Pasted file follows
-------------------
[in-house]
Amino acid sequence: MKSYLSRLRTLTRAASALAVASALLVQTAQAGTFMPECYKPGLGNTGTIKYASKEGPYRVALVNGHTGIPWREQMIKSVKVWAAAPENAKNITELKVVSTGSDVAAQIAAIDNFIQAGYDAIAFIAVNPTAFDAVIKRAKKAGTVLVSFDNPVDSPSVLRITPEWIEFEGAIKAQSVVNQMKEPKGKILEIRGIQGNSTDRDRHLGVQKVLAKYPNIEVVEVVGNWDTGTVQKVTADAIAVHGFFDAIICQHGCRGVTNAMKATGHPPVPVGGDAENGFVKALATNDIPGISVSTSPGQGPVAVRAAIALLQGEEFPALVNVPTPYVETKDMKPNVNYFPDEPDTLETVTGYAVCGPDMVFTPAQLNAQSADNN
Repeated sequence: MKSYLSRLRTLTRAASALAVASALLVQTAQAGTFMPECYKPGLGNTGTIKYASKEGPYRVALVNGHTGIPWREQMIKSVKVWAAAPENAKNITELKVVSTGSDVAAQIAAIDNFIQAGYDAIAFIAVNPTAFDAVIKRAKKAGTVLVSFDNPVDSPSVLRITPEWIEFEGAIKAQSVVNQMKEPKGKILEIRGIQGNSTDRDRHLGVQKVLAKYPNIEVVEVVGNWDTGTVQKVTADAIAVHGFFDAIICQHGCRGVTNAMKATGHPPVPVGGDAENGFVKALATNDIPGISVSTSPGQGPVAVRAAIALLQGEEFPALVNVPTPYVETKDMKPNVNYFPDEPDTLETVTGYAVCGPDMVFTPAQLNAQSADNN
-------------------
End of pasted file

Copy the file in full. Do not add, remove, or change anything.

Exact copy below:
[in-house]
Amino acid sequence: MKSYLSRLRTLTRAASALAVASALLVQTAQAGTFMPECYKPGLGNTGTIKYASKEGPYRVALVNGHTGIPWREQMIKSVKVWAAAPENAKNITELKVVSTGSDVAAQIAAIDNFIQAGYDAIAFIAVNPTAFDAVIKRAKKAGTVLVSFDNPVDSPSVLRITPEWIEFEGAIKAQSVVNQMKEPKGKILEIRGIQGNSTDRDRHLGVQKVLAKYPNIEVVEVVGNWDTGTVQKVTADAIAVHGFFDAIICQHGCRGVTNAMKATGHPPVPVGGDAENGFVKALATNDIPGISVSTSPGQGPVAVRAAIALLQGEEFPALVNVPTPYVETKDMKPNVNYFPDEPDTLETVTGYAVCGPDMVFTPAQLNAQSADNN
Repeated sequence: MKSYLSRLRTLTRAASALAVASALLVQTAQAGTFMPECYKPGLGNTGTIKYASKEGPYRVALVNGHTGIPWREQMIKSVKVWAAAPENAKNITELKVVSTGSDVAAQIAAIDNFIQAGYDAIAFIAVNPTAFDAVIKRAKKAGTVLVSFDNPVDSPSVLRITPEWIEFEGAIKAQSVVNQMKEPKGKILEIRGIQGNSTDRDRHLGVQKVLAKYPNIEVVEVVGNWDTGTVQKVTADAIAVHGFFDAIICQHGCRGVTNAMKATGHPPVPVGGDAENGFVKALATNDIPGISVSTSPGQGPVAVRAAIALLQGEEFPALVNVPTPYVETKDMKPNVNYFPDEPDTLETVTGYAVCGPDMVFTPAQLNAQSADNN